Saturday, 25 January 2020

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Japan finally gets on the Myanmar wave

MZPlus-Issue8vol2Look, Listen, Learn and Leave. These are the four L’s of the traditional Japanese business philosophy, but in Myanmar’s case, Japan has plans – big infrastructure development plans – that will soon see its pockets do the talking.

Masaki Takahara, executive managing director of JETRO Yangon, the Japanese External Trade Organization, says crowds of Japanese businessmen – and women – have been touring Myanmar over the past year, averaging more than 500 each month.

“Among the newcomers, Japan is one of the leading countries and Japanese companies are the most active in Myanmar,” Mr Takahara told M-ZINE+.

But dilapidated infrastructure and a lack of electricity are proving major challenges to Japanese businesses hoping to set up sustainable business operations in post-regime controlled Myanmar.

The Japanese government sees infrastructure development as key to attracting much-needed Japanese investment, says Mr Ichiro Maruyama, Deputy Chief of Mission of the Embassy of Japan.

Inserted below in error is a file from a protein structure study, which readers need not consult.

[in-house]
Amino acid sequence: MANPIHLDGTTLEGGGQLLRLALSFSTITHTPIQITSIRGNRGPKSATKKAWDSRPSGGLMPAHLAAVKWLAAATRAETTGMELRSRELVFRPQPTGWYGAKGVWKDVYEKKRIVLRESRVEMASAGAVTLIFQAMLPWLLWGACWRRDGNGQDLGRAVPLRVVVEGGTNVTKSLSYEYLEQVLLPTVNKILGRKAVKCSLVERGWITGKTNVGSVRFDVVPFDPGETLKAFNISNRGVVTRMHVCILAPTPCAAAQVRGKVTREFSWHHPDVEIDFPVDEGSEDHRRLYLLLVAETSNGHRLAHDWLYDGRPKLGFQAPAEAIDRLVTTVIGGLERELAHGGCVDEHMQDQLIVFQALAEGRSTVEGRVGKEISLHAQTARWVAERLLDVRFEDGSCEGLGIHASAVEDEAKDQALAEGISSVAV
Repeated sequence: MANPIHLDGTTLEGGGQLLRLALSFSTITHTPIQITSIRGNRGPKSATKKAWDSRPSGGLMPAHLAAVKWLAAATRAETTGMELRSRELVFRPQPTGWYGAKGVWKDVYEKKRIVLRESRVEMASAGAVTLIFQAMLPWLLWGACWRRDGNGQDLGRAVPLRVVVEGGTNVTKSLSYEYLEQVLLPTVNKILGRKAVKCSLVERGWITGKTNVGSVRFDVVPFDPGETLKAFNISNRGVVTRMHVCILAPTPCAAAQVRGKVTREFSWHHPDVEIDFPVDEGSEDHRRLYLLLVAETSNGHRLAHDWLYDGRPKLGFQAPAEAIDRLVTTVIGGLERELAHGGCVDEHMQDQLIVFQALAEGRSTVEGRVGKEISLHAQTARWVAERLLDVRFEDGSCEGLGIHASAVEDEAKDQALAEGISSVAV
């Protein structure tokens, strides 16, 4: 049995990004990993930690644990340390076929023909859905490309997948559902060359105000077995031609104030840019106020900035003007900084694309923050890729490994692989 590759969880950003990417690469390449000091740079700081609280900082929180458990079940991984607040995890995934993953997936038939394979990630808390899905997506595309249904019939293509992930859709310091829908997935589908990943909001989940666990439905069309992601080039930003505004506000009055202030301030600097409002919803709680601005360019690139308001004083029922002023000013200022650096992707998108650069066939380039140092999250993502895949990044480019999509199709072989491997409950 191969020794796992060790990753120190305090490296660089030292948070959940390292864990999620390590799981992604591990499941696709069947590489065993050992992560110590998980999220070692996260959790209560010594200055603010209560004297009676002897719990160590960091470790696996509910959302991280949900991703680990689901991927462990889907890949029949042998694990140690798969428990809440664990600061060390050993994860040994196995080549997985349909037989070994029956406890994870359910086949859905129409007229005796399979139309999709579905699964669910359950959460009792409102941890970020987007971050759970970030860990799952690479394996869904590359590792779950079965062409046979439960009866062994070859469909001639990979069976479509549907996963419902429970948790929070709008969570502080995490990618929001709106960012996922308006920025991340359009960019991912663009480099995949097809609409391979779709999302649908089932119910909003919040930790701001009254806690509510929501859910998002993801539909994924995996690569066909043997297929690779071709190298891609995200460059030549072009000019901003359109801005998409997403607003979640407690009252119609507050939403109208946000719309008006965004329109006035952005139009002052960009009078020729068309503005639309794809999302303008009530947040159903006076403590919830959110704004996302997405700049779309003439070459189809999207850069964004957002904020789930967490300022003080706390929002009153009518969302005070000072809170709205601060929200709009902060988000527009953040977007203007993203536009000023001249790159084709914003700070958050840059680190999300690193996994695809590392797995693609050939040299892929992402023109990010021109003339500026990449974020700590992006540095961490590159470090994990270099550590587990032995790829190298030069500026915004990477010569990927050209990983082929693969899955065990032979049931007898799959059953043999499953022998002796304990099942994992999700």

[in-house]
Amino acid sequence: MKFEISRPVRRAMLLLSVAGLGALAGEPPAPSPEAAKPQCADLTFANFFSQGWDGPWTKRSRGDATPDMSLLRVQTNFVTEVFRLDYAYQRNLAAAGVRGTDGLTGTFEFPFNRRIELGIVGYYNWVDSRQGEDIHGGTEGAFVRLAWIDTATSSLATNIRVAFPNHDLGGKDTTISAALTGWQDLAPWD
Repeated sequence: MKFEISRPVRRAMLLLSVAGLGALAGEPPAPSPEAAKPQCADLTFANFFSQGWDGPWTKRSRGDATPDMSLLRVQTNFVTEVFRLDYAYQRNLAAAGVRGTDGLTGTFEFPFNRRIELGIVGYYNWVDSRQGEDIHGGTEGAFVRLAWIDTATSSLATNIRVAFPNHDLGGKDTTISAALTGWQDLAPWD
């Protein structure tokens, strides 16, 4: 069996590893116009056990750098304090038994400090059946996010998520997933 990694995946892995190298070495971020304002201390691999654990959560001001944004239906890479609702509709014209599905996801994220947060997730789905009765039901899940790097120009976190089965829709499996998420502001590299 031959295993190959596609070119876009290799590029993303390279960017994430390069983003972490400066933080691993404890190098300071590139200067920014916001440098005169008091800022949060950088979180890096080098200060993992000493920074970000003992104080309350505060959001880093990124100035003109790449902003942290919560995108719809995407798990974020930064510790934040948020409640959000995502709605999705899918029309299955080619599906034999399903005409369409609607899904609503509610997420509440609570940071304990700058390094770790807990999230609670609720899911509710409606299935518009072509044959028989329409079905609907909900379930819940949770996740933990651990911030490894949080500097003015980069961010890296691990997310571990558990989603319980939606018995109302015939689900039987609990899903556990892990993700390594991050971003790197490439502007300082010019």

Mr Maruyama is encouraging the habitually cautious Japanese private sector to capitalize on their long-standing good relationship with the Southeast Asian nation and take a leading role in assisting Myanmar’s economic development.

“Japanese companies are cautious because they consider risk to their business,” Mr Maruyama told M-ZINE+, explaining that this could be a reflection of Japan’s currently sluggish economic environment.

“They want to do business here after everything is set up - but I’ve told them that could be too late.”

“We should be a first-comer,” he said.

His wish is coming true—brand Japan is beginning to make its mark on post-sanction Myanmar.

For full article, get the February 21 edition of M-ZINE+.

M-ZINE+ is a business weekly available in print in Yangon through Innwa Bookstore and through online subscription at
The Kachin’s last stand
Since October this year, Burma has been in a state of civil war, with fighting between Burmese military and armed ethnic rebels. The ruling junta started a crackdown on these armed groups.

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